The Mitsubishi Lancer Evolution doesn’t have such a name just because it sounds cool. In reality, the name tells the perfect story of how the iconic vehicle came to be. The Lancer Evo showed up after that Mitsubishis The rally team was forced to downsize their competition car due to new regulations and they did so by fitting the components of their Class A Galant rally car into the Lancer’s smaller chassis. This resulted in a literal evolved version of the original Lancer, hence the new name Lancer Evolution.
The Class A rules also meant that Mitsubishi had to produce 2,500 street car versions of the Lancer Evo to sell to the public, and that’s how it all started. The Evo would live through a 24-year production run on its way to becoming one of the most iconic JDMs of all time.
After 10 generations and iconic appearances in films such as Fast and Furious, the Lancer Evolution finally ended production in 2016, but the older models are still highly sought after and make for tremendous fun and rewarding projects. That’s why the Evo is the best Mitsubishi sports car of all time.
The Lancer Evo has a great engine
The engine Mitsubishi chose to power the Evo from the outset was a 2.0-litre turbocharged inline four producing 244 hp, known as the 4G63T, and it would continue to live in all but the final generation of the Lancer Evolution. The legendary engine features a dual overhead cam setup and produces plenty of thrust, but that’s just the tip of the iceberg. The most alluring aspect of the 4G63T engine is how inviting it is for mods and tuning, which can easily be seen as it puts out close to 1000hp. The engine has undergone numerous revisions and improvements over the years, but the fundamentals have remained the same throughout, and each release is more than worthy.
Mitsubishi tuned the chassis of the Evo perfectly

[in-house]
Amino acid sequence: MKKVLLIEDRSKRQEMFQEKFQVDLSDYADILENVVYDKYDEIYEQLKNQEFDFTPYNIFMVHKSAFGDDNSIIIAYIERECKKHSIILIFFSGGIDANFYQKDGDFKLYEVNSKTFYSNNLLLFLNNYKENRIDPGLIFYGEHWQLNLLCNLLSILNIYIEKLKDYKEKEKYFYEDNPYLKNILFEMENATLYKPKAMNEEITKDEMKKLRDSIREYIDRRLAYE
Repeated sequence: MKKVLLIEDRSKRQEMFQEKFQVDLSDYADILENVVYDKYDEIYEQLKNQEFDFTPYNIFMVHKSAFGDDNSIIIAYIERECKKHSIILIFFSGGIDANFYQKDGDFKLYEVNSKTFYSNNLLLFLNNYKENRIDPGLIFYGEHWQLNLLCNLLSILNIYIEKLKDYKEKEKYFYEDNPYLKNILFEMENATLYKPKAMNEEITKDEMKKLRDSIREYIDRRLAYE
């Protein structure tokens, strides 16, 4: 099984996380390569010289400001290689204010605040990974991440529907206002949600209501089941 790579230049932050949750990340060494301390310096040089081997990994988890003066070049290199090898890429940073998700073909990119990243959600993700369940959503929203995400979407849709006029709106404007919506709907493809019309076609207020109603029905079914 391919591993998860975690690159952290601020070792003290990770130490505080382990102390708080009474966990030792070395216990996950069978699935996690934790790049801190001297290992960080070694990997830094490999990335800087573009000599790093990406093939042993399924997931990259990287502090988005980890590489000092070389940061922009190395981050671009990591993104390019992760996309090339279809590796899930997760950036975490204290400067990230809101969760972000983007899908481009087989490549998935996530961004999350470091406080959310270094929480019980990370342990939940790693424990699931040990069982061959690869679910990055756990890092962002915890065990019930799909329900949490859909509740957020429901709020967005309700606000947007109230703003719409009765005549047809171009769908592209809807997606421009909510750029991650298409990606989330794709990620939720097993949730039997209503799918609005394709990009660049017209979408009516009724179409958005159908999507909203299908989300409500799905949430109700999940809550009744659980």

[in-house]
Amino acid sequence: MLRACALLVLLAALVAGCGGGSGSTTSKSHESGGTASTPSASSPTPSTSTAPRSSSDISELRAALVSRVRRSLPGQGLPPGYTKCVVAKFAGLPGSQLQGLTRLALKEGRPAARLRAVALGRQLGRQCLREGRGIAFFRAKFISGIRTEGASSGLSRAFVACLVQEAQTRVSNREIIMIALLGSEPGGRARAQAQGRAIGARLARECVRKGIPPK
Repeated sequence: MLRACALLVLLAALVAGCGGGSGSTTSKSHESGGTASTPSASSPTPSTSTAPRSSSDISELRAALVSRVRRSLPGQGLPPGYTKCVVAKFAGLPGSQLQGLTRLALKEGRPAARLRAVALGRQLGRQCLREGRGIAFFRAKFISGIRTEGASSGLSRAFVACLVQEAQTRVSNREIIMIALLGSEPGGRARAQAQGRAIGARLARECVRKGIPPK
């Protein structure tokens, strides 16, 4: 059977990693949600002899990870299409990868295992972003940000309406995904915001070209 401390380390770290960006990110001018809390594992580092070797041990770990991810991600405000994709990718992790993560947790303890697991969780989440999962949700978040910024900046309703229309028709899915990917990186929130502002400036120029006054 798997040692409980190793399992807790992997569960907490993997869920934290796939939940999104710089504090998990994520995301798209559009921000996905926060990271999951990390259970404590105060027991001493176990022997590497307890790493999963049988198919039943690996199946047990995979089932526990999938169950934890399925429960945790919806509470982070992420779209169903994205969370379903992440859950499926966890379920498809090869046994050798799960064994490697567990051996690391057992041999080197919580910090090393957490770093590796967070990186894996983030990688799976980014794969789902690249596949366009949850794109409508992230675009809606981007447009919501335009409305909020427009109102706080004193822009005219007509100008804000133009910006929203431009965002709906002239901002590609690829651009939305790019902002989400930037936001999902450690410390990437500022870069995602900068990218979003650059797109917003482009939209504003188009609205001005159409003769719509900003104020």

Aside from a fantastic powertrain, each iteration of the Lancer Evolution also featured immense chassis capabilities, starting with racing chassis and standard four-wheel drive on all generations. Just as the engine received improvements over the years, the Evo’s chassis received exactly the same treatment. For the 4th generation or Lancer Evo IV, Mitsubishi added Active YAW Control (AYC) to the vehicle’s transmission, which allowed the ECU to determine how much power should be sent to each individual wheel depending on the circumstances. Not only did this upgrade make the road Evo better, it also helped Mitsubishi’s rally team win back-to-back titles. Later, the Lancer Evolution VII received a further upgraded transmission with an active center differential coupled to the AYC, meaning it could send power exclusively to the rear wheels when needed to aid in drifting.
The Mitsubishi Racing Lancer Evo FQ variants are crazy
Alongside the release of the Lancer Evolution VIII, Mitsubishi introduced several special editions that offered enhanced capabilities, and the iconic MR FQ variants were the most important among them. They had bigger turbos and revised internals, resulting in a great end product that rivaled some of the toughest supercars of the day and took the Evo name to a whole other level no one would have thought possible.
The craziest FQ variant came in the form of the Evo X MR FQ-440, made specifically for the UK market to celebrate Mitsubishi’s 4 decades of UK operations. The FQ 440 produced 440 horsepower and 412 pound-feet of torque thanks to an ECU remapping, upgraded fuel injectors, and improved intercooling. Only 40 FQ-440s were ever made.
In summary, the Lancer Evolution is not only Mitsubishi’s most iconic car of all time, it’s also one of the most coveted JDMs ever. It’s the definition of a driver’s car, and regardless of model year or generation, or even if you’re reading this, the Evo will no doubt continue to bring joy to the lucky few who have the chance to own one.